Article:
Security Considerations for Y2KContributed by Dr. Charles Williams, Chief Scientist
Sponsored by Cylink Corporation
Years ago, or even months ago, most of us thought of Y2K as a simple "roll over" problem. The year will roll from 1999 to 2000 and confuse applications that were hard coded to 19_ _. As we get closer to January 1, 2000, we are realizing that the Y2K phenomenon is more that a simple application problem. Many prudent business managers are making plans for the side-affects of the Y2K which include:
This paper addresses another Y2K side-affect: information security.
You might ask: "What does information security have to do with Y2K?" The answer is similar to the question: "What does looting and arson have to do with earthquakes?" Both situations provide the chaos that is conducive for illegal activities. In the case of natural disasters, the police are busy, power is out, travel is disrupted, and properties are unattended. In the case of Y2K, network administrators are busy mediating failures, the network and applications are disrupted, and network security devices are unpredictable. The similarities between a natural disaster and a Y2K disruption are striking. We can expect unscrupulous people to take advantage of Y2K to "hack" into information systems.
This Y2K security window actually provides the network administrator, the application owners, and the information security officers the luxury of knowing the timing of the attacks. This allows us to prepare for Y2K attacks through the following activities:
All four of these activities are important and interrelated -- you really can't do one without the others. So, let's look at each of these in turn.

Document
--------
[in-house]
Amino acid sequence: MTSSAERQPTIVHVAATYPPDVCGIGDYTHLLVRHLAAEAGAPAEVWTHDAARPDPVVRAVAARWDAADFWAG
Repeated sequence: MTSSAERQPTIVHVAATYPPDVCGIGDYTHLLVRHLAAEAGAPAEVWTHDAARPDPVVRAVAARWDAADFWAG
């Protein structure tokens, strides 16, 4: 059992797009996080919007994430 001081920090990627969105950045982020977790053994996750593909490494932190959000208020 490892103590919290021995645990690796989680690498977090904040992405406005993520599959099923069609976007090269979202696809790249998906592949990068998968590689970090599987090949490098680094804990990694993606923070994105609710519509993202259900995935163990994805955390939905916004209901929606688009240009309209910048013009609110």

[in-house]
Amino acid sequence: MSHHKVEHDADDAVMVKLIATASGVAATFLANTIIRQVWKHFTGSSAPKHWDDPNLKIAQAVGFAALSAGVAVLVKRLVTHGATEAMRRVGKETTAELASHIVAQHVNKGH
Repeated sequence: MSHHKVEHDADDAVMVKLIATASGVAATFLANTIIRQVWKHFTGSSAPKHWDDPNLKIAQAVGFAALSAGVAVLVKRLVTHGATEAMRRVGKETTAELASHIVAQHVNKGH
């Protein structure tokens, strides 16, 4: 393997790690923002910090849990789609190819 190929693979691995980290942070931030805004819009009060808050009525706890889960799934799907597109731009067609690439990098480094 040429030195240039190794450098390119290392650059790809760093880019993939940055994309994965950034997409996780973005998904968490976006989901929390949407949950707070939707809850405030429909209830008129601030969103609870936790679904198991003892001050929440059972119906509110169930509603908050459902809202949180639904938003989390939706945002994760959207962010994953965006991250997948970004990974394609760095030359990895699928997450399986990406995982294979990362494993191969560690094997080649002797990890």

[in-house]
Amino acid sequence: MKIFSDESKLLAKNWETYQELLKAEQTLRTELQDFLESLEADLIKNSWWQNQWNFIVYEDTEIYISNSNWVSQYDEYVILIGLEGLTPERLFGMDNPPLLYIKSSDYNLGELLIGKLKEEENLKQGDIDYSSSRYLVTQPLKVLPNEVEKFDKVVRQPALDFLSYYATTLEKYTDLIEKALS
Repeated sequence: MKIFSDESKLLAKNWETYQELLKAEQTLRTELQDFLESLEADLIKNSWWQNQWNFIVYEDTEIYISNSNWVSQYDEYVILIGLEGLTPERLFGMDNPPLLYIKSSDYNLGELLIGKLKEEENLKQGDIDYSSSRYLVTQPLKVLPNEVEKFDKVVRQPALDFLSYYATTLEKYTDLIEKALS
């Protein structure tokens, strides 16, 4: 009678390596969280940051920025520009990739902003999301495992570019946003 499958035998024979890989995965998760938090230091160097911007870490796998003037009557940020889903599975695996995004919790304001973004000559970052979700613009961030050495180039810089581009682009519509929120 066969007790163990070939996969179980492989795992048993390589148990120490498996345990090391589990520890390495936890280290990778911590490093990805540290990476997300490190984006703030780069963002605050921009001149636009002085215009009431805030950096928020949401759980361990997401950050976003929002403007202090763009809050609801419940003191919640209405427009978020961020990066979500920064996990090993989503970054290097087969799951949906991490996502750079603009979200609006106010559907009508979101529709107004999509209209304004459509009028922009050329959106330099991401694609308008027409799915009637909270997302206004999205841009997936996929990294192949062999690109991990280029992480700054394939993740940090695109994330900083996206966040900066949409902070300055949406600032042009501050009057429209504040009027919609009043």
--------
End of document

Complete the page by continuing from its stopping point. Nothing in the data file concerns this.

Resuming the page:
Assessment and Solutions
Y2K provided many organizations with a specific reason to modernize their business systems. By replacing systems developed in the 1960s and '70s with modern systems, these businesses not only avoided the Y2K bug, but they also gained the efficiencies of modern systems. Recently the US Federal Reserve Board suggested that more efficient use of information technology is a major factor in the productivity increases and the sustained economic growth in the US.
We should look at the impending Y2K security threats in a similar vein. Most of us realize that our information and systems are not as secure as they should be. We are willing to accept the risk because we do not have a compelling reason to change -- yesterday's risk is acceptable tomorrow. The security threats associated with Y2K break this cycle. In planning for January 1, 2000, we should assess our information as systems and provide protection as necessary.
Similar to Y2K planning for applications, the assessment begins with an inventory of the information that is used in your business. For each piece of information you should assess its vulnerability to the following:
Denial of Use: What are the consequences if the information is not available? Denial of use assessment if very important because denial of use attacks against servers is one of the easiest attacks to mount.
Piracy: What are the consequences if an unauthorized party gains access of the information? Examples of sensitive information includes:
Since sensitive information is distributed throughout a modern organization, it is possible for attackers to access this information and use it themselves or sell it to others.
Unauthorized modification: What are the consequences if an unauthorized party modifies the information? This is the worst nightmare of an information security administrator. A corrupted database is not necessarily detectable, yet might result in millions of dollars of damage to the business.
A complete assessment of information security needs is a daunting task for most organizations. However, don't let this put you off. Fortunately, a common sense approach should lead the business managers very quickly to the critical information assets, and these can be assessed very quickly.